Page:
Epilepsy is a common and complicated neurological disorder. It affects millions throughout the country and over 150,000 Americans are diagnosed with it each year. It’s a very personal and serious matter for me seeing as how I have suffered from it my entire life. I believe it is important to create a welcoming and understanding environment for those with epilepsy so that we may better ourselves and our quality of life. I want to offer the resources necessary for those with epilepsy to overcome this affliction. In my opinion, the first step of that long journey is to simply understand as much about epilepsy as possible. With that being said, here are a few interesting facts about epilepsy.
Epilepsy Can Develop At Any Point
For most disorders, symptoms are usually present from birth. While this may ring true for some epileptics, epilepsy can really develop at any point in a person’s life. Usually, there are two time frames in which you are more susceptible to developing epilepsy: during childhood and during late adulthood. Additionally, epilepsy can be the effect of an external event, such as head trauma, brain tumors or dementia.
It Is a Controllable Disorder
While some disorders are uncontrollable, epilepsy can be managed with a healthy lifestyle and medication. And even if medication doesn’t work, healthier diets can certainly make the disorder manageable. According to a report from the journal, Epilepsy Research, 54 percent of children who’d been put on a ketogenic diet had been seizure-free. Additionally, epilepsy is not even necessarily a lifelong disorder. There have been many cases of epileptic children “growing out” of their epilepsy. As they grow and their brains develop, their predisposition to seizures can go away.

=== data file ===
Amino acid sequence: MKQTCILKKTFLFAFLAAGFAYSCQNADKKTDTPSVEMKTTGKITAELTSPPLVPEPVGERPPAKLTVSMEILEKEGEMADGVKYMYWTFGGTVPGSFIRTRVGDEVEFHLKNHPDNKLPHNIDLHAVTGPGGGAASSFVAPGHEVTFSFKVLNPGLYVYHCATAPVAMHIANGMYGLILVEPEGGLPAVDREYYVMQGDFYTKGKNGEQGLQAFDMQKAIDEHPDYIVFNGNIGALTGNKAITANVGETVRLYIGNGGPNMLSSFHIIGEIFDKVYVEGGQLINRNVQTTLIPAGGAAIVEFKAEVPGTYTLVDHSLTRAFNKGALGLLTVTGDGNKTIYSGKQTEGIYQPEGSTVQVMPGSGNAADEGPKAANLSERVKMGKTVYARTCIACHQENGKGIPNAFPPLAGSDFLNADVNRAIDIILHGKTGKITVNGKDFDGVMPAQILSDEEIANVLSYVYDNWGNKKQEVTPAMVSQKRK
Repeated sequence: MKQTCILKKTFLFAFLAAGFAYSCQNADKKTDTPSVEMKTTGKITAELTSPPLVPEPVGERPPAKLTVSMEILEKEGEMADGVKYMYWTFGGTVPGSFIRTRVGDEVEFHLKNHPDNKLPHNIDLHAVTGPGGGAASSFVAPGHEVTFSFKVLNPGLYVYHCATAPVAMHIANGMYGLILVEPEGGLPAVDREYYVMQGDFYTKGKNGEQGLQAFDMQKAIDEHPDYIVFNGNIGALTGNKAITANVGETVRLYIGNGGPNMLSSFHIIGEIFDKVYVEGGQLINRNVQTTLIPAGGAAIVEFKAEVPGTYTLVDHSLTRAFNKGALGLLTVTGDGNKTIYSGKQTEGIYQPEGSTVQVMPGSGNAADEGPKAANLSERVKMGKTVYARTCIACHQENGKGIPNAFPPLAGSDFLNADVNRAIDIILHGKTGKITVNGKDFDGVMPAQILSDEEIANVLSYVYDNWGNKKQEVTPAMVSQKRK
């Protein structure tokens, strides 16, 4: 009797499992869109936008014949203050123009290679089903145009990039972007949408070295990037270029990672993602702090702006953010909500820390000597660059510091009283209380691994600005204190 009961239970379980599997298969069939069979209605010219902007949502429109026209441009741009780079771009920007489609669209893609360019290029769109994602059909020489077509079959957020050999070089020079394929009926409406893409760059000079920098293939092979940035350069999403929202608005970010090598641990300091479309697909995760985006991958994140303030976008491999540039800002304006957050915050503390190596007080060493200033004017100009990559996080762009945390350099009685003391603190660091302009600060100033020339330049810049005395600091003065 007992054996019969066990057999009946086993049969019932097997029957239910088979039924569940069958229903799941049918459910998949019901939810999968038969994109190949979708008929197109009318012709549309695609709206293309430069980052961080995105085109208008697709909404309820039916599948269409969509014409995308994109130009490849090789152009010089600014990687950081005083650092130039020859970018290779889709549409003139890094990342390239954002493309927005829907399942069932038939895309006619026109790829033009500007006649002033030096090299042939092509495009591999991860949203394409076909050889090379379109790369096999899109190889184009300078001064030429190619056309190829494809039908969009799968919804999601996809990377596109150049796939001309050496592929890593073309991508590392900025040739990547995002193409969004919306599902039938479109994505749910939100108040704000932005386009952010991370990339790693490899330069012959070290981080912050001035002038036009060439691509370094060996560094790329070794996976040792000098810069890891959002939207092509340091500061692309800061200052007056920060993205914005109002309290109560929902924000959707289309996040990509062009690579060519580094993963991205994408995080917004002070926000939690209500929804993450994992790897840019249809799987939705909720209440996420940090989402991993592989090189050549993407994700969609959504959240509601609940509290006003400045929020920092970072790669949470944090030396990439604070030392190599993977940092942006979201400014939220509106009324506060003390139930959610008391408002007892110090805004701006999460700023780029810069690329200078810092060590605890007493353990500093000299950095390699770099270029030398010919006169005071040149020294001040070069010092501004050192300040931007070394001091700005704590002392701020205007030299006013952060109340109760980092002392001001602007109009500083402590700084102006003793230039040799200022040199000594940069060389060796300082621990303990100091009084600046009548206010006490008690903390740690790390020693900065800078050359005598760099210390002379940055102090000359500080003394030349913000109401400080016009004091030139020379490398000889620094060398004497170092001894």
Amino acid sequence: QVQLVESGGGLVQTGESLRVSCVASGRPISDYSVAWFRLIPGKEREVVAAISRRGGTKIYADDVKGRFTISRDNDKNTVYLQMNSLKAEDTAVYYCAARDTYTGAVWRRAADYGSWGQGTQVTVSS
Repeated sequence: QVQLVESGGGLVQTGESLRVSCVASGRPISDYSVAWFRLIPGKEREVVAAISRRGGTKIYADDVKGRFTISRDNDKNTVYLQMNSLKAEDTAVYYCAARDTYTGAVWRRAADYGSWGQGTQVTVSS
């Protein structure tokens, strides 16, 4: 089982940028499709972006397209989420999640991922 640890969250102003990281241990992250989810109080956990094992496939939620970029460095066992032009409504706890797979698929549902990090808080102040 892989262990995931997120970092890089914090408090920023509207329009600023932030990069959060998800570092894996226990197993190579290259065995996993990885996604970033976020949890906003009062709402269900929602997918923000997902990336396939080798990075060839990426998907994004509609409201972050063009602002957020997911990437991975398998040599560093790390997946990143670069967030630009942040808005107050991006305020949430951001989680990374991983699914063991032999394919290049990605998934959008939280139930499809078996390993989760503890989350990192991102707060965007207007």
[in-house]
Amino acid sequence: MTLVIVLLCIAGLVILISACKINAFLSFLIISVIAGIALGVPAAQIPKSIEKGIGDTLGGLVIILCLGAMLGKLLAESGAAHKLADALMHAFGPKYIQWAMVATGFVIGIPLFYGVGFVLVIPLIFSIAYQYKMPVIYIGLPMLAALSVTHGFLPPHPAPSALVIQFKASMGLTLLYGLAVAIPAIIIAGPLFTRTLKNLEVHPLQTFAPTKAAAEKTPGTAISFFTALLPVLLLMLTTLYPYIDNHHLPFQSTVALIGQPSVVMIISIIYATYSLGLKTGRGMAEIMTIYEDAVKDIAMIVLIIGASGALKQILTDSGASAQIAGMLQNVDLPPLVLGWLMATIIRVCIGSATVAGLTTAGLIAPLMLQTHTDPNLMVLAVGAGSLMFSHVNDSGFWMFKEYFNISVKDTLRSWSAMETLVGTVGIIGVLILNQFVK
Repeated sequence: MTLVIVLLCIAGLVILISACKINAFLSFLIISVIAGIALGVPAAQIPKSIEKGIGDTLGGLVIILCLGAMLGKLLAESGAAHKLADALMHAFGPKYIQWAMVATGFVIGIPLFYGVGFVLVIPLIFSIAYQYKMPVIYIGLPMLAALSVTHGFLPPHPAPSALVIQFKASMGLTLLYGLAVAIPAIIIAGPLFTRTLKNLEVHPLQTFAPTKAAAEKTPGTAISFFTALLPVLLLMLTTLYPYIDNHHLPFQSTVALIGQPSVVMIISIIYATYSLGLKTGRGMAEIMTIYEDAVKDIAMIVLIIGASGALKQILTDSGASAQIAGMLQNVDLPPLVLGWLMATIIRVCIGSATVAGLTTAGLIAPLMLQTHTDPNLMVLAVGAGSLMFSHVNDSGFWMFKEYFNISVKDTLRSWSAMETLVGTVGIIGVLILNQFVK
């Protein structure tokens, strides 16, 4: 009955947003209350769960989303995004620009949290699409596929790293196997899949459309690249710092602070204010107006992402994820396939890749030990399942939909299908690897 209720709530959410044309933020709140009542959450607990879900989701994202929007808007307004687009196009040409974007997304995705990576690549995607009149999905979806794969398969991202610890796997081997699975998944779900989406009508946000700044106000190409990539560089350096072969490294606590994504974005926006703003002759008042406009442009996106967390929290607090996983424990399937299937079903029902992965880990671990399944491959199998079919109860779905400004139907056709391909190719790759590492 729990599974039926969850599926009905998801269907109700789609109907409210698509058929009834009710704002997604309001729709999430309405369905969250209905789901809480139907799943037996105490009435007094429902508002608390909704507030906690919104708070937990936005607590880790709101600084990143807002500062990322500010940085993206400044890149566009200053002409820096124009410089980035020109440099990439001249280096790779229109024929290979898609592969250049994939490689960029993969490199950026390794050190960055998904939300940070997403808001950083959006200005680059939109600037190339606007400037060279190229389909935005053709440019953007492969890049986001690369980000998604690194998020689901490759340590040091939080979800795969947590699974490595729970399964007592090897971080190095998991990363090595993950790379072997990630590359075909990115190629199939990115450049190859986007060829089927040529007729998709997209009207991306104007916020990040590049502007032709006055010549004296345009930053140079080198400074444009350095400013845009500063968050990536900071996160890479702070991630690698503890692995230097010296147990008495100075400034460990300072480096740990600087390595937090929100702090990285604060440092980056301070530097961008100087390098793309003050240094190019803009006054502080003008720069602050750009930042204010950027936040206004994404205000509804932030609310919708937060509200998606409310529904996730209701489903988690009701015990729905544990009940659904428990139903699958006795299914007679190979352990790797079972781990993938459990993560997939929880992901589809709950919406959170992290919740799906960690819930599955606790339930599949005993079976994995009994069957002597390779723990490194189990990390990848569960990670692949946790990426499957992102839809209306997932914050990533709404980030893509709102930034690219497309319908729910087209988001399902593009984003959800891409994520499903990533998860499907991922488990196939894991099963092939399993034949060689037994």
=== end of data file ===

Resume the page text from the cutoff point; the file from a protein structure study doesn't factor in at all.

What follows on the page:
Seizures Are A Wide Range Of Experiences
Many people assume that seizures are all completely disabling episodes that involve intense convulsions; this is not necessarily the case. While seizures such as those are very possible, they are not the only type of seizure. Seizures can often go unnoticed. Mild seizures usually involve blank stares, confusion, dizziness, forgetfulness, inability to swallow numbness and even blurry vision. These seizures don’t usually last very long (anywhere from a few seconds to a few minutes).
Dealing with epilepsy can be difficult, but not impossible. In order to overcome it, you must understand it. Take this information and search for even more. Arm yourself with knowledge and support, and you will be fine!
Welcome to the beginning of my journey to provide support and direction to those living with epilepsy and to family members of those with the disorder.